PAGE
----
If the detailed social realism of the Dardenne brothers represents one kind of cinema, RRR is its polar opposite. S.S. Rajamouli’s three-hour-plus epic is a riot of outrageous spectacle, gravity-defying stunts, colour, song and dance, big emotions and a menagerie of CG animals. It feels like the kind of film that looks great in a clip on Twitter but is disappointing when you sit down and watch the whole thing. But have no fear — RRR (it stands for “Rise! Roar! Revolt!”) is a big, gaudy, sledgehammer-subtle slice of escapist cinema that is fun from first frame to last.



Set in 1920s India, the plot, as it is, pits soldier Alluri Sitarama Raju (Ram Charan) and villager Komaram Bheem (N.T. Rama Rao Jr) against the British Empire, represented by Governor Scott Buxton (Ray Stevenson, terrible) and his even more vindictive wife Catherine (Alison Doody, who wields a particularly nasty whip as a reminder of her Indiana Jones days), after the Brits kidnap Bheem’s kid sister. Raju and Bheem are introduced in fantastic fashion — the former performing an in-camera version of The Matrix Reloaded’s ‘burly brawl’ to apprehend a wrong’un, the latter outrunning a wolf and then shouting down a tiger — and then come together to save a little boy in a river on fire (don’t ask) using a motorcycle, a horse, a rope and a ridiculous feat of timing that puts Spider-Man bridge-rescues to shame. This is all in the first half hour.

RRR never runs out of steam — the dust-ups of the final jungle battle feel as fresh as the opening scene.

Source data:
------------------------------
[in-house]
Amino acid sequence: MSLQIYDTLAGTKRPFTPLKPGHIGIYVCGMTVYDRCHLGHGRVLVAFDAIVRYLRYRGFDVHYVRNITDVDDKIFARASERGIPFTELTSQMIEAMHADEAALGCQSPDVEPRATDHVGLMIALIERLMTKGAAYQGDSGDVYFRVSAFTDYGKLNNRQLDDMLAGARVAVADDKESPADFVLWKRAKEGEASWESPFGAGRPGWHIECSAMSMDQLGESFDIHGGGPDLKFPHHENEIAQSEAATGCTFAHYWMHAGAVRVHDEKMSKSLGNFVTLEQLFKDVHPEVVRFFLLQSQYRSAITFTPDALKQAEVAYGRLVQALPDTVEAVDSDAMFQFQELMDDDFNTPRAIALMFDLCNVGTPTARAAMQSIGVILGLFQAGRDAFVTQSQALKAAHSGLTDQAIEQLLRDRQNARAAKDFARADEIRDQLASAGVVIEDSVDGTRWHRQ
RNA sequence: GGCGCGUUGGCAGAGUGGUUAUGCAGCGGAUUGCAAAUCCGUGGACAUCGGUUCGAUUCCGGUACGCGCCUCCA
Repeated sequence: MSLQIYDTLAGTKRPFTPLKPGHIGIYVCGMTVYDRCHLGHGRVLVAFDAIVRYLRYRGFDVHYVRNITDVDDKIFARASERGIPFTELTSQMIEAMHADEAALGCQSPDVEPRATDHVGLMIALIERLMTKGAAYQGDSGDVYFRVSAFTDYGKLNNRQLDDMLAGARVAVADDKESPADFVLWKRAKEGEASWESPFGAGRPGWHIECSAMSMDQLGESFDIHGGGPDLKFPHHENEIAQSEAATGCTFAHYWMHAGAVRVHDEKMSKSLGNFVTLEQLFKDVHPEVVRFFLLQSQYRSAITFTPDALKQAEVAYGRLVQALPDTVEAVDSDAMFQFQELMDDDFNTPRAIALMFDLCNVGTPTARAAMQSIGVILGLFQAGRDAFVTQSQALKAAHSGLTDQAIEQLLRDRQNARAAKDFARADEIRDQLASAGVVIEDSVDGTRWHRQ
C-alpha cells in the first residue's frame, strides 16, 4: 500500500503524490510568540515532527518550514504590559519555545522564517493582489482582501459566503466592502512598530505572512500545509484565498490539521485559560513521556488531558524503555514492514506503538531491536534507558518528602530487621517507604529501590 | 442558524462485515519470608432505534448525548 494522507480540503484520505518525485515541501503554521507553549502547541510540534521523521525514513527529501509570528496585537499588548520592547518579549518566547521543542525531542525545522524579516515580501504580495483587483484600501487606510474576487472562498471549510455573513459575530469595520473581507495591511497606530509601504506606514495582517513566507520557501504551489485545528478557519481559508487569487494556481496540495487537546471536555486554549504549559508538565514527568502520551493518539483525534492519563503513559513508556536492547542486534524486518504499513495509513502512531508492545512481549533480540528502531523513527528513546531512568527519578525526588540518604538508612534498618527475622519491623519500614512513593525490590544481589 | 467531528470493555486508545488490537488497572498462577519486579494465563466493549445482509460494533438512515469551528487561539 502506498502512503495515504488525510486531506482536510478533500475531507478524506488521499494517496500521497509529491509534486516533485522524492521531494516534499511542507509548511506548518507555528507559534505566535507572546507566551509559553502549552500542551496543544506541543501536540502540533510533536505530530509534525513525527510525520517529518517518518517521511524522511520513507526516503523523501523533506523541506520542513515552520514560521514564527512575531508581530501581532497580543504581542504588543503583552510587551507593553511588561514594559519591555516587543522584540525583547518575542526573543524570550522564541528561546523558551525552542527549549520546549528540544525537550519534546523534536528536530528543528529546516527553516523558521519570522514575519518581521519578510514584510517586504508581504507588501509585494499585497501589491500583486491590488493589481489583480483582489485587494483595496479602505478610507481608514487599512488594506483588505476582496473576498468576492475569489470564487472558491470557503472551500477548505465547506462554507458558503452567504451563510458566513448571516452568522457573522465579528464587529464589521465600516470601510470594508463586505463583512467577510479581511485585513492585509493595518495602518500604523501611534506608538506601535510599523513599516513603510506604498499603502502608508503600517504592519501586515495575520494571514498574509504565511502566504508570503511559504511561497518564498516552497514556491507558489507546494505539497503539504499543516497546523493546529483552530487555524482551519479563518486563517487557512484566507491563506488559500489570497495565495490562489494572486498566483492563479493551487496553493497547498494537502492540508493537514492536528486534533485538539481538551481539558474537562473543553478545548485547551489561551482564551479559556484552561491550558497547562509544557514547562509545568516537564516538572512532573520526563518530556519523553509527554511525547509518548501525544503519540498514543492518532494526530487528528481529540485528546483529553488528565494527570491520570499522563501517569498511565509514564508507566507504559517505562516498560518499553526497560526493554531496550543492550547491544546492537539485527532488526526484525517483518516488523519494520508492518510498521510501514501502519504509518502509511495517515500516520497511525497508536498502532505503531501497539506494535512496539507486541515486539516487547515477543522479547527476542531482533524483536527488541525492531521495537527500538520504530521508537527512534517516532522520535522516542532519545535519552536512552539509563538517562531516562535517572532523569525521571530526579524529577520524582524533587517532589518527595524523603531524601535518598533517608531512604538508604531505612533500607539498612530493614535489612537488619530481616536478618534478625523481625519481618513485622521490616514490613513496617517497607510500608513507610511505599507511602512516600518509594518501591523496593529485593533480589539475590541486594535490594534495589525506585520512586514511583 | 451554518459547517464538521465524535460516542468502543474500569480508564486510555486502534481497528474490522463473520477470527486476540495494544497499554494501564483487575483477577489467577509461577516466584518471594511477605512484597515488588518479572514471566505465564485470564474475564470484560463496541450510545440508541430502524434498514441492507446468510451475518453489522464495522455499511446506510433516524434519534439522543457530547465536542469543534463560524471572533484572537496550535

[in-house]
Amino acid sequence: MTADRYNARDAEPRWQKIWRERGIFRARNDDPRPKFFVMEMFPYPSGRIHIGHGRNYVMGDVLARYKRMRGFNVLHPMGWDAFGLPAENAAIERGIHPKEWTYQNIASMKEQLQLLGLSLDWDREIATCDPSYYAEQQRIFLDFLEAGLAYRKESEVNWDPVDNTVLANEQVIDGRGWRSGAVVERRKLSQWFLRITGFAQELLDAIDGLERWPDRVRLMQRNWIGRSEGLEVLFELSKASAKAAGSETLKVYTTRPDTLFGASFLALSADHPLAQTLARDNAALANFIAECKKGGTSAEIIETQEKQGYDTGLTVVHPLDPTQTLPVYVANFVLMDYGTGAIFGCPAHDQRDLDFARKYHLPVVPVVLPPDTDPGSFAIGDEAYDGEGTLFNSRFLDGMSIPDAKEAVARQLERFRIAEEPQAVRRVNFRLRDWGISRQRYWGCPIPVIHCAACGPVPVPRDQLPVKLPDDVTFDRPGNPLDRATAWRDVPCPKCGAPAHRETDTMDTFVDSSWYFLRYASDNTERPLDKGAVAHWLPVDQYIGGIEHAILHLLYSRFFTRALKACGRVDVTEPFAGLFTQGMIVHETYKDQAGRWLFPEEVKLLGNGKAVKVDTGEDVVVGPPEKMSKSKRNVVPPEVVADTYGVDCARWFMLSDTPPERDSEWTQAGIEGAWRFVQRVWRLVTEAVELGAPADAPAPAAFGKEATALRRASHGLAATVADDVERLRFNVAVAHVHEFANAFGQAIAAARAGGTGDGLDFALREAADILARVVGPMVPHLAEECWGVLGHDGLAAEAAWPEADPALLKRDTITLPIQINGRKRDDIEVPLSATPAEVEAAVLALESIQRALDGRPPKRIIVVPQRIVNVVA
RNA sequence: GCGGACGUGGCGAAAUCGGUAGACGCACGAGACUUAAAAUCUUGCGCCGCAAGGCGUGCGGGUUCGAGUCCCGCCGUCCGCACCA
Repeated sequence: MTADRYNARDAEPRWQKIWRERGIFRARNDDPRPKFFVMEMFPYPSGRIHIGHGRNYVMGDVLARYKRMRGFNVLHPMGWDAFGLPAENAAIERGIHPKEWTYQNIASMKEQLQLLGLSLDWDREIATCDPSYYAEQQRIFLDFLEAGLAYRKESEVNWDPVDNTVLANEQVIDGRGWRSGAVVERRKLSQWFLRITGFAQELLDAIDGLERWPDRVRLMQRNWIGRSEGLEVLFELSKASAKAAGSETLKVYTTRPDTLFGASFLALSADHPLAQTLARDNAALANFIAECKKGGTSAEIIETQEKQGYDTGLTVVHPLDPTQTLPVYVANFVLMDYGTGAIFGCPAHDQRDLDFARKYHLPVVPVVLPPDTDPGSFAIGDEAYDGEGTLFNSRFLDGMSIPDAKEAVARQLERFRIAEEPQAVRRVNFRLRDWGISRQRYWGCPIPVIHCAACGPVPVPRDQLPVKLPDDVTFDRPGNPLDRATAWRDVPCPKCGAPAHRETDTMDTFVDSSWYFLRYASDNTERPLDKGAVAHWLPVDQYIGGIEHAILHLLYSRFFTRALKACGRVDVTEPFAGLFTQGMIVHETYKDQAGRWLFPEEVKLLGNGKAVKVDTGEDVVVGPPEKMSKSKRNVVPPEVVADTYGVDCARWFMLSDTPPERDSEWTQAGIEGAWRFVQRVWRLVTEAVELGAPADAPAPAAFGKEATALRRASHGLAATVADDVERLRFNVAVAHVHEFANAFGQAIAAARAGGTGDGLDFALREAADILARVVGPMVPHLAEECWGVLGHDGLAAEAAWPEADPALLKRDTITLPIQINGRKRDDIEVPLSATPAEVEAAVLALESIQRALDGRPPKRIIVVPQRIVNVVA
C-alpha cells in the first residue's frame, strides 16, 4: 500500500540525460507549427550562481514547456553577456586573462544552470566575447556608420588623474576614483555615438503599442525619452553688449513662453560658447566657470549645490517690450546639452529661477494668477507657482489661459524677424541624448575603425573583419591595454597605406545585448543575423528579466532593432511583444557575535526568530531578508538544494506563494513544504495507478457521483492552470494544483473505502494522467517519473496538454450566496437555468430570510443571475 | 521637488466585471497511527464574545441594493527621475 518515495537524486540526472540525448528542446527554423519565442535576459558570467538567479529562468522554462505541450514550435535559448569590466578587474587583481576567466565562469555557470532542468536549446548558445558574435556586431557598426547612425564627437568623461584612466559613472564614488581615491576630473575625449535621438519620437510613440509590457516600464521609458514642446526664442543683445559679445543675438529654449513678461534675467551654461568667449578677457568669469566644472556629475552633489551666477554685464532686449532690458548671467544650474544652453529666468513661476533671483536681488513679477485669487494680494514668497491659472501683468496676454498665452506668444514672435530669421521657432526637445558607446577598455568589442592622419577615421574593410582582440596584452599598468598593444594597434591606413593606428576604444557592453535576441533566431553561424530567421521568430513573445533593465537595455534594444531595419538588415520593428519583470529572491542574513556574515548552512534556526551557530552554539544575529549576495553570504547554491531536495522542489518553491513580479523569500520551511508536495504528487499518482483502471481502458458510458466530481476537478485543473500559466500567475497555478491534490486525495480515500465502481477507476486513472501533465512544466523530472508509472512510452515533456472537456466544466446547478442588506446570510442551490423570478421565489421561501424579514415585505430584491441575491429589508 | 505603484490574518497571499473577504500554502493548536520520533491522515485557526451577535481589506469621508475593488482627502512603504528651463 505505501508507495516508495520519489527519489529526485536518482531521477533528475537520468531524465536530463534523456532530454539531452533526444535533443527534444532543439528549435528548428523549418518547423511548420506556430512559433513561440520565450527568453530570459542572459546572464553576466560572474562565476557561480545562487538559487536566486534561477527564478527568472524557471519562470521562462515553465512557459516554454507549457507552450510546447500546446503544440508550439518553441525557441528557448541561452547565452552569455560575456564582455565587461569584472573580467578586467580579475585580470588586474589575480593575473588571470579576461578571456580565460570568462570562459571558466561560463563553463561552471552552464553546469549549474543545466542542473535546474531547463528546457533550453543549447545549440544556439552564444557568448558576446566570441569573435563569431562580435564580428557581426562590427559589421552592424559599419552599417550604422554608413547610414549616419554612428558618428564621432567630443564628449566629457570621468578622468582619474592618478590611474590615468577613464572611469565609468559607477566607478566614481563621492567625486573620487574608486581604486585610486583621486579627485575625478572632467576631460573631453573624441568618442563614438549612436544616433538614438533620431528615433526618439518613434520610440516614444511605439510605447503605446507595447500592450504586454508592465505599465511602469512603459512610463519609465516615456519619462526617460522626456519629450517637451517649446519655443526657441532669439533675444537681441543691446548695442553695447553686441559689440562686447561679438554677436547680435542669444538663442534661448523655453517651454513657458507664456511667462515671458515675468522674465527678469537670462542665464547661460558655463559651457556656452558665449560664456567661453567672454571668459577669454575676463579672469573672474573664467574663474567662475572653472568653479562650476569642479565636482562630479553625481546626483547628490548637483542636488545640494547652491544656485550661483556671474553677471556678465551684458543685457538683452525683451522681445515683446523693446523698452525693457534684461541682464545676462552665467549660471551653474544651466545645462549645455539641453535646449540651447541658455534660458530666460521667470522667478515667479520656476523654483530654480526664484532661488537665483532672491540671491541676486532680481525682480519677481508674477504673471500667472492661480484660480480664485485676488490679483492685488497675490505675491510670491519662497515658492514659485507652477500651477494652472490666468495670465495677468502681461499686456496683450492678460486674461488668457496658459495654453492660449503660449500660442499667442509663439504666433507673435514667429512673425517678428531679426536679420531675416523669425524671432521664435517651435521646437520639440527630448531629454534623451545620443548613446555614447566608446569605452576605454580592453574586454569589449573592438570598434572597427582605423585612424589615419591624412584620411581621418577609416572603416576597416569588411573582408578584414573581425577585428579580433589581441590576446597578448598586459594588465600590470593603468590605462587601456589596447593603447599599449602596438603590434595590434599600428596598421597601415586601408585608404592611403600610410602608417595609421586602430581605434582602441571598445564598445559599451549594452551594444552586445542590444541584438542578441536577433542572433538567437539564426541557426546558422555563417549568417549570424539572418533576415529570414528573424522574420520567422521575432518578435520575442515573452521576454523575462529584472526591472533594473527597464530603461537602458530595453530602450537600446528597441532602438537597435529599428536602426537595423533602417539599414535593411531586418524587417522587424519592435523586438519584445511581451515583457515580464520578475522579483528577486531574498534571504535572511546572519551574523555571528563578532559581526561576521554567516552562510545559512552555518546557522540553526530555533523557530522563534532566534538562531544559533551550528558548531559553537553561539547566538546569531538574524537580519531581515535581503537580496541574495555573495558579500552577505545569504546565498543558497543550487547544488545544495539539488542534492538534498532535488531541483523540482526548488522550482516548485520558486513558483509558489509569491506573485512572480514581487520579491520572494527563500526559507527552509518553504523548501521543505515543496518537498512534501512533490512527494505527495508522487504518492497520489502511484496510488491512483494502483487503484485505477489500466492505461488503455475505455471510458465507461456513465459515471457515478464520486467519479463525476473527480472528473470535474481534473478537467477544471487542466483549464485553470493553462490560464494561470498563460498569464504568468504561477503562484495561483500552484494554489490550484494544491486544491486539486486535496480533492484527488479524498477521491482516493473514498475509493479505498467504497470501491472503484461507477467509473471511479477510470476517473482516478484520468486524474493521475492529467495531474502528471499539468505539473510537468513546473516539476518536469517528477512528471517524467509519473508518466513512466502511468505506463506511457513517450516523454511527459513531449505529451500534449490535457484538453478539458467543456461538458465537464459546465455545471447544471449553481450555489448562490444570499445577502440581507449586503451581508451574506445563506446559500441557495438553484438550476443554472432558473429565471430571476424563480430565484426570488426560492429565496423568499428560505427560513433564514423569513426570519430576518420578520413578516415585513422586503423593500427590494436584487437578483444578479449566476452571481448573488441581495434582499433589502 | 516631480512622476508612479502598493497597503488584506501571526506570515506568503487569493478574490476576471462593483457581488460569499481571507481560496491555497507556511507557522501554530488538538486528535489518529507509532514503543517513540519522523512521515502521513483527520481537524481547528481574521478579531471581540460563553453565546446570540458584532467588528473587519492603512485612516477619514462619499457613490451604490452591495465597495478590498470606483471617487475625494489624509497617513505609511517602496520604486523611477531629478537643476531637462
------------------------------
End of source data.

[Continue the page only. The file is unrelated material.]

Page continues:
From here, the inventiveness and originality of the action escalates to giddy levels, often completely oblivious to the laws of physics. The quality of the VFX is variable but it doesn’t matter, partly because Rajamouli has got such a great eye for brazen movie heroics and partly because it has so much spirit it is easy to be carried along (to wit, there is a fantastic set-piece as Raju batters Brit stooges while being hoisted aloft on Bheem’s shoulders).


In-between the fighting there are heavy-handed, John Woo-esque thematics (loyalty, brotherhood, identity), low comedy as Bheem tries to woo English rose Jenny (Olivia Morris), and catchy musical numbers — the best of the bunch being a dance-off as Raju and Bheem show the stiff shirts of the Raj how it’s done. The plotting is creaky and the writing ham-fisted (“Take the special forces and nail the bastards”), but it wins the day thanks to Rajamouli’s bravura, the infectious charisma of Charan and Rama Rao Jr, ace filmmaking talent (M.M. Keeravani’s huge score, A. Sreeker Prasad’s propulsive editing) and the imagination of the stunt team. RRR never runs out of steam — the dust-ups of the final jungle battle feel as fresh as the opening scene — meaning that 185 minutes run by in the blink of a digital tiger’s eye.

It may have a tenuous relationship with nuance, but RRR FULL MOVIE is a bombastic delight. Making the Fast And Furious series look restrained by comparison, it hits the parts Hollywood actioners just can’t reach. Rise! Roar! Revelation!



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